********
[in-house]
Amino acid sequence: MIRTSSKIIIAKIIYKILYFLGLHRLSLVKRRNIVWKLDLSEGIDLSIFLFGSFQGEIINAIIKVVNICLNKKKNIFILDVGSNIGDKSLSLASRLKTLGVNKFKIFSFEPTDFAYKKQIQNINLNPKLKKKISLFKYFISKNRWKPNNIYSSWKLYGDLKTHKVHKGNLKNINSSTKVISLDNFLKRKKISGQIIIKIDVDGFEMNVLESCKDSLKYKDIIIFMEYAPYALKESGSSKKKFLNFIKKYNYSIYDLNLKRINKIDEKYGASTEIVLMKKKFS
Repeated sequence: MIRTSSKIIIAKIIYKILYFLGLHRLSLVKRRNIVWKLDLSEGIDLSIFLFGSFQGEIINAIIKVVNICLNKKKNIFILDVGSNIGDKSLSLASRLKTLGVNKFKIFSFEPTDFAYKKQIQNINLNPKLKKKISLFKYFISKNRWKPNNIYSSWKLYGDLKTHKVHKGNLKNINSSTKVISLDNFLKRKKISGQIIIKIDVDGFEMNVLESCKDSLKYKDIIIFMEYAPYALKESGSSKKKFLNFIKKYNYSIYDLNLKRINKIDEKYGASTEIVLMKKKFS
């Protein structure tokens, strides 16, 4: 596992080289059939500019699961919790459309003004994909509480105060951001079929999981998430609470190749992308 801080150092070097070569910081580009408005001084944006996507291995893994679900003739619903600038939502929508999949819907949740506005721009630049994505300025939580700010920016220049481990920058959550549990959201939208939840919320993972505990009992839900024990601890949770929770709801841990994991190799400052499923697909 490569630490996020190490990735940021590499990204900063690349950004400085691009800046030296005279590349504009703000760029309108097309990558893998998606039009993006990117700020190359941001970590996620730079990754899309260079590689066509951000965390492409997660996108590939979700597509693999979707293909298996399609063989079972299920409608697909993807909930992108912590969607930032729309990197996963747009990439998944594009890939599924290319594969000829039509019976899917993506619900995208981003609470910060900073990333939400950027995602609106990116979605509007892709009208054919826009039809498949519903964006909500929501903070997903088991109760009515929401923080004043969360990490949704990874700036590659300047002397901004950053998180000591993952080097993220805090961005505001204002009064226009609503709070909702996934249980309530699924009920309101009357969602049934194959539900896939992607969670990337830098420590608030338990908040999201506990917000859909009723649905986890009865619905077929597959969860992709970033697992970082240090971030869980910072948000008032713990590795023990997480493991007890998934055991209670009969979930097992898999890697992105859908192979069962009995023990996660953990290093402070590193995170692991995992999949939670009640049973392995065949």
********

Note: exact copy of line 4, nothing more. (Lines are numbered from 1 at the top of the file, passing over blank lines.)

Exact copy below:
């Protein structure tokens, strides 16, 4: 596992080289059939500019699961919790459309003004994909509480105060951001079929999981998430609470190749992308 801080150092070097070569910081580009408005001084944006996507291995893994679900003739619903600038939502929508999949819907949740506005721009630049994505300025939580700010920016220049481990920058959550549990959201939208939840919320993972505990009992839900024990601890949770929770709801841990994991190799400052499923697909 490569630490996020190490990735940021590499990204900063690349950004400085691009800046030296005279590349504009703000760029309108097309990558893998998606039009993006990117700020190359941001970590996620730079990754899309260079590689066509951000965390492409997660996108590939979700597509693999979707293909298996399609063989079972299920409608697909993807909930992108912590969607930032729309990197996963747009990439998944594009890939599924290319594969000829039509019976899917993506619900995208981003609470910060900073990333939400950027995602609106990116979605509007892709009208054919826009039809498949519903964006909500929501903070997903088991109760009515929401923080004043969360990490949704990874700036590659300047002397901004950053998180000591993952080097993220805090961005505001204002009064226009609503709070909702996934249980309530699924009920309101009357969602049934194959539900896939992607969670990337830098420590608030338990908040999201506990917000859909009723649905986890009865619905077929597959969860992709970033697992970082240090971030869980910072948000008032713990590795023990997480493991007890998934055991209670009969979930097992898999890697992105859908192979069962009995023990996660953990290093402070590193995170692991995992999949939670009640049973392995065949």